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Propane Regulations - July 6, 2007

There are times when proposed legislation, rules or regulations look just fine on the surface and make a lot of sense. But then, closer examination says “No, there is a problem here”. We currently have one of those proposed rules on the table from the Department of Homeland Security, and as a long-time farmer, Iowa Senator Charles Grassley, quickly saw the folly of the new regulation dealing with propane.

The proposal would list propane as a “chemical of interest” when kept in quantities greater than 7,500 pounds, forcing a costly risk assessment. Many farmers and other businesses use propane in quantities greater than 7,500 pounds. The proposal would require each to pay a one-time $2,300 to $3,500 dollar fee for the assessment, which includes a background check.

Senator Grassley said “Propane is used by virtually every farmer to dry their grain or heat their house. Hopefully they, the Department of Homeland Security, just don’t understand how the new regulations would affect every farmer, or even non-farmer.” The Senator went on to say “The Department has a tough and critical job in protecting the infrastructure of our country, and I understand that. But at the same time, those who put out these rules need to understand the impact their actions have on people in every part of the country.”

In addition to Senator Grassley, concern was expressed by the National Grain and Feed Association , and the Grain Elevator and Processing Society, whose Executive Vice President David Krejci questioned the necessity of further regulating propane. He said “At what point are you dealing with safety, when you’re saying that everything is considered a high risk? It is painted with such a broad brush that it seems like we’re really not focusing on what the risk assessment is.”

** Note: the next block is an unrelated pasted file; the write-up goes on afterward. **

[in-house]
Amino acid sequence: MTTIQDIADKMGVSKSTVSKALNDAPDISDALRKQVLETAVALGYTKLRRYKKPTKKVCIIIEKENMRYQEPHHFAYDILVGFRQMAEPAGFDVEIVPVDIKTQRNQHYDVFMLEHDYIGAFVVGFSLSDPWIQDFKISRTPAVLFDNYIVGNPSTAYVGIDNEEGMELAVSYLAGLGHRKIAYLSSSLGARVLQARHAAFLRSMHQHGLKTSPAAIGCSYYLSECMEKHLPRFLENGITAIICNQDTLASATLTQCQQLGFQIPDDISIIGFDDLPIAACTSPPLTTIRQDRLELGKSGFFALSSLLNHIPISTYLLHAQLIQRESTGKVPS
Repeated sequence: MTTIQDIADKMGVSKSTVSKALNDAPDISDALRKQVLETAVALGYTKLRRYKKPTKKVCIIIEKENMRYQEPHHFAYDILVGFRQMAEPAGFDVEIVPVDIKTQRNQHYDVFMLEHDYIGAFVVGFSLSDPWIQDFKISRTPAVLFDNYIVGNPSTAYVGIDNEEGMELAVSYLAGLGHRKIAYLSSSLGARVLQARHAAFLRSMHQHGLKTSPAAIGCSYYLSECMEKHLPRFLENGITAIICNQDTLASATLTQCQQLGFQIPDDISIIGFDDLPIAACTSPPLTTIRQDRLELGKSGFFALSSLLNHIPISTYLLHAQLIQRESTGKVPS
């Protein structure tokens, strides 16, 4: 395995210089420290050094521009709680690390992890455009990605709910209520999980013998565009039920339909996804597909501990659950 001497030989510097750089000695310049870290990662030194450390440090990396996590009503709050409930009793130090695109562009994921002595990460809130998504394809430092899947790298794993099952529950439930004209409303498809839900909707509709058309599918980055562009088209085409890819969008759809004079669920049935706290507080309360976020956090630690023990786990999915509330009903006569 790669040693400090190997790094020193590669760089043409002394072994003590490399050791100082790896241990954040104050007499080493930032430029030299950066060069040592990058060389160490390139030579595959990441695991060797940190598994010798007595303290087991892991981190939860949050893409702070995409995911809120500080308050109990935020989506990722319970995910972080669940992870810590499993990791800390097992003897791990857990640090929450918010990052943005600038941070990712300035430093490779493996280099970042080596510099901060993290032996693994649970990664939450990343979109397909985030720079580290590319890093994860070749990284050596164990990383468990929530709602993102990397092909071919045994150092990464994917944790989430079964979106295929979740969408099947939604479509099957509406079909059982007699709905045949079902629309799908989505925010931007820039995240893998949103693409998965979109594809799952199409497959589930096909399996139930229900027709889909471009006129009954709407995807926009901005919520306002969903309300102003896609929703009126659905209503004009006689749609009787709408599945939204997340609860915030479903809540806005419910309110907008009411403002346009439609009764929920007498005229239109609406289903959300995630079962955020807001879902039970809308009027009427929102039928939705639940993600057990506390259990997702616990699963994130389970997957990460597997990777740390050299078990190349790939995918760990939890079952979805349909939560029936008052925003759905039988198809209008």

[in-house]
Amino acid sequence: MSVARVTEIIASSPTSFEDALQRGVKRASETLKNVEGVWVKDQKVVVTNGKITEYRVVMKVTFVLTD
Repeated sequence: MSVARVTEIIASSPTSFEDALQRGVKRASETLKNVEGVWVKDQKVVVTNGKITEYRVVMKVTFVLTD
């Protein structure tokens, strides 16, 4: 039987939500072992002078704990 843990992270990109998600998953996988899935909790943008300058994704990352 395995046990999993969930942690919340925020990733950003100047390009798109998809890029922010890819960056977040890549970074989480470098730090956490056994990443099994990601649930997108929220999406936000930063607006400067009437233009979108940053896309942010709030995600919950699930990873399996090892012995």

So, Senator Grassley, as well as Iowa Senator Tom Harkin, are hoping that the Department of Homeland Security will readjust this rule. Senator Grassley said “If the department doesn’t, then the appropriations bill might be the way to go; to say in the appropriations bill, ‘no money will be used to enforce this rule’.”

In this day of escalating costs for all inputs in food production, I would hope the Department re-examines its proposed regulation and makes the necessary changes to avoid Congressional action on the appropriations bill.

My thoughts on Samuelson Sez.